I freely admit that I am a fan of the old Thornburg Mortgage, in theory: make sense deals, almost regardless of loan amount, that filled the niche between agency paper and Alt-A, or subprime.
So it was disappointing when the SEC said three Thornburg executives (ex-CEO Larry Goldstone, ex-CFO Clarence Simmons and ex-Chief Accounting Officer Jane Starrett) conspired to conceal disastrous conditions at the investor, and overstated Thornburg’s income by more than $400 million in 2007.
The SEC is seeking unspecified fines and restitution from them and wants them to be barred from serving as officers or directors of any public company. As we remember, Thornburg faced “a severe liquidity crisis” in early 2008 and its lenders were demanding payments the company wasn’t able to meet.
A couple of the ex-Thornburg executives responded to the SEC’s lawsuit, with some phrases very similar to Quicken’s statement of the Freeman vs. Quicken Loans case (“wholly without merit” comes to mind).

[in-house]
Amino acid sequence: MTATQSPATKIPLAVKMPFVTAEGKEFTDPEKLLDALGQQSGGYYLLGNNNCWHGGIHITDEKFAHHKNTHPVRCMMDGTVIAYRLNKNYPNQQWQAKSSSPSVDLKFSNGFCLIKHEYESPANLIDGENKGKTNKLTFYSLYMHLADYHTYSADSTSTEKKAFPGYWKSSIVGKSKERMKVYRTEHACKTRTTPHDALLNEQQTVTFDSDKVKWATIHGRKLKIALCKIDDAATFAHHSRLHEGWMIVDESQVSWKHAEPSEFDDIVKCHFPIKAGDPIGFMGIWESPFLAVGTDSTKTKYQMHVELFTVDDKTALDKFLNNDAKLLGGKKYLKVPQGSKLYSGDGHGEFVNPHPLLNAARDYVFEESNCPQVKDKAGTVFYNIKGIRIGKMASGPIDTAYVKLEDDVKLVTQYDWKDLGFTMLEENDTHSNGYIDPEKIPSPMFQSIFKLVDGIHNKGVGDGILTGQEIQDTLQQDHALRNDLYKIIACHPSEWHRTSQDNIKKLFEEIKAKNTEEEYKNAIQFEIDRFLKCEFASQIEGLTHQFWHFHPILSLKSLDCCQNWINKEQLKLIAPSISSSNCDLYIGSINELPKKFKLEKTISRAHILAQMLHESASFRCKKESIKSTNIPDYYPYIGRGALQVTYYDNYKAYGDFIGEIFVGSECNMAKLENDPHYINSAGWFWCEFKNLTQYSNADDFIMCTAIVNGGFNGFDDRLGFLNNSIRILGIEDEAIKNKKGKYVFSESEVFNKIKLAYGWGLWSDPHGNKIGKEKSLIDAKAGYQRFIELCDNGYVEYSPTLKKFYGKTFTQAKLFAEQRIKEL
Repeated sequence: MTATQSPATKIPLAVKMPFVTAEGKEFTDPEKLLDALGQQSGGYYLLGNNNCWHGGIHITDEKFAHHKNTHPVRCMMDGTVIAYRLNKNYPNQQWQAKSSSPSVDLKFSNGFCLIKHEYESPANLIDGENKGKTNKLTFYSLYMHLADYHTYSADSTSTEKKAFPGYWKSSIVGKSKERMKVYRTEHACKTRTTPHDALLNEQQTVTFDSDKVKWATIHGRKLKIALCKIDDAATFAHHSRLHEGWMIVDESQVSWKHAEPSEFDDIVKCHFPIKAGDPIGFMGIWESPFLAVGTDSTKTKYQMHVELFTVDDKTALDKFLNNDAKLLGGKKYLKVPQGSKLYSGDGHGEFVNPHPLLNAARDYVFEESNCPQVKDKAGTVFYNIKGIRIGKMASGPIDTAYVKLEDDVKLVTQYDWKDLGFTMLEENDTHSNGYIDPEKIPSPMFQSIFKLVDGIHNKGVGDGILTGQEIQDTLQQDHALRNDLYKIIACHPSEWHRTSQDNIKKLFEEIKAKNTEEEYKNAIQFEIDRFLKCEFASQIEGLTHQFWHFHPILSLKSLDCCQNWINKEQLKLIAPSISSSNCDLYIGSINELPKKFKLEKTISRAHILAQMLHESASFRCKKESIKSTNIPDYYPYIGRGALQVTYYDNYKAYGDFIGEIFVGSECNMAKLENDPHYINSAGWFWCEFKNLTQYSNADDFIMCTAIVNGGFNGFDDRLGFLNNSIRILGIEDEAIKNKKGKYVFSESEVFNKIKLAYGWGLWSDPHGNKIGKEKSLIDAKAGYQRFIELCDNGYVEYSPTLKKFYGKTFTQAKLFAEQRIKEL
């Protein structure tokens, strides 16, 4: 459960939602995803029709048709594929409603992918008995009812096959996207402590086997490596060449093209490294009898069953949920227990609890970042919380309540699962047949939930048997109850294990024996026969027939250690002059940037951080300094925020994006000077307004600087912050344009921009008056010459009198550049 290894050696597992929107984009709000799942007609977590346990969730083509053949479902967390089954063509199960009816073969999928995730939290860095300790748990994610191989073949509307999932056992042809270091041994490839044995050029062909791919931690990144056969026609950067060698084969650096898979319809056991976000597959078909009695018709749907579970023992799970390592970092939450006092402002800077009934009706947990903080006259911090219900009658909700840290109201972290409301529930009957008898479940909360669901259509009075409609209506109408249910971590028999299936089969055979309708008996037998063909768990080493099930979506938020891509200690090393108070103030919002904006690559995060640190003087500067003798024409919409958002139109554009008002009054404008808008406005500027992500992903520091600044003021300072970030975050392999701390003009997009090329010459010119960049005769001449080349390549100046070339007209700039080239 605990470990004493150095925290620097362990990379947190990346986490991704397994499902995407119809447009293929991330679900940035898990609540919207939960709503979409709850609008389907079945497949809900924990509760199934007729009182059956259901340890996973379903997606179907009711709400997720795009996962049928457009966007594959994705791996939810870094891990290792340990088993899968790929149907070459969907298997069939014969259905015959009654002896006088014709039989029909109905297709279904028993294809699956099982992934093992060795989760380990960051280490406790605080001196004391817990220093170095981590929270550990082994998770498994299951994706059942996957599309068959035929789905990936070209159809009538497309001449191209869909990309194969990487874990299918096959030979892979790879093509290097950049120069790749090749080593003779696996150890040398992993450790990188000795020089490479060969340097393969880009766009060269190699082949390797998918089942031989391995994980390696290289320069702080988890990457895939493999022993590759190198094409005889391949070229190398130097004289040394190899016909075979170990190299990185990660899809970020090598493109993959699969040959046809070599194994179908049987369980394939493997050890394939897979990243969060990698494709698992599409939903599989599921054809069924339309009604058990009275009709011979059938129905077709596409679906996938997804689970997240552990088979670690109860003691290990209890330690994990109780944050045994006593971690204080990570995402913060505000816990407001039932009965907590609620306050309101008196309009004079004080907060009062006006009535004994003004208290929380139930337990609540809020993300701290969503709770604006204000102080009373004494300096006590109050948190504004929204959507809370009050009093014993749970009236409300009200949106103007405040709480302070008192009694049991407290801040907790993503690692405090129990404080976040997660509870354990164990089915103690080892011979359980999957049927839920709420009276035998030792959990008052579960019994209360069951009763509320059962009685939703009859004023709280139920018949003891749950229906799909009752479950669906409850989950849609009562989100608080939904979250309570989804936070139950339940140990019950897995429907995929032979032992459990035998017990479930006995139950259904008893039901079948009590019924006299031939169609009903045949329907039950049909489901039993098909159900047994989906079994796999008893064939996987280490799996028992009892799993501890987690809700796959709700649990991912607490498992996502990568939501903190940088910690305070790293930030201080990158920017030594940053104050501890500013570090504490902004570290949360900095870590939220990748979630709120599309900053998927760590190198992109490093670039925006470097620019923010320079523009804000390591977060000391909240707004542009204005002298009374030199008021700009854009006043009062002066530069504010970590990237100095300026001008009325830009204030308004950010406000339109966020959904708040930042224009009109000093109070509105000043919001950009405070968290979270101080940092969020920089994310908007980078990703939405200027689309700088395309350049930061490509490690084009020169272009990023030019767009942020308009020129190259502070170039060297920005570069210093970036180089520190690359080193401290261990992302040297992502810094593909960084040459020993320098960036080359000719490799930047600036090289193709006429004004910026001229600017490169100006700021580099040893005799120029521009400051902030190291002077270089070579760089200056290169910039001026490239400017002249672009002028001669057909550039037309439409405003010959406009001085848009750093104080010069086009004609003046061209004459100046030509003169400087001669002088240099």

The courts will decide if the $400 million is due to a mark-to-market requirement that resulted from an accounting issue (FASB 157) that was triggered by the repo market, or fraud.
By the way, a few folks wrote to say that they though Bank of Internet was Thornburg reborn. BofI Federal Bank has replaced Thornburg in the market with “niche, make-sense loan programs for borrowers with assets but that fall outside the typical Fannie/Freddie box.” BOFI lends in all 50 states and will allow both wholesale and correspondent relationships.
But BofI isn’t comprised of ex-Thornburg folks. It’s an unrelated entity.
Here’s what former Thornburg CEO Larry Goldstone is doing now.
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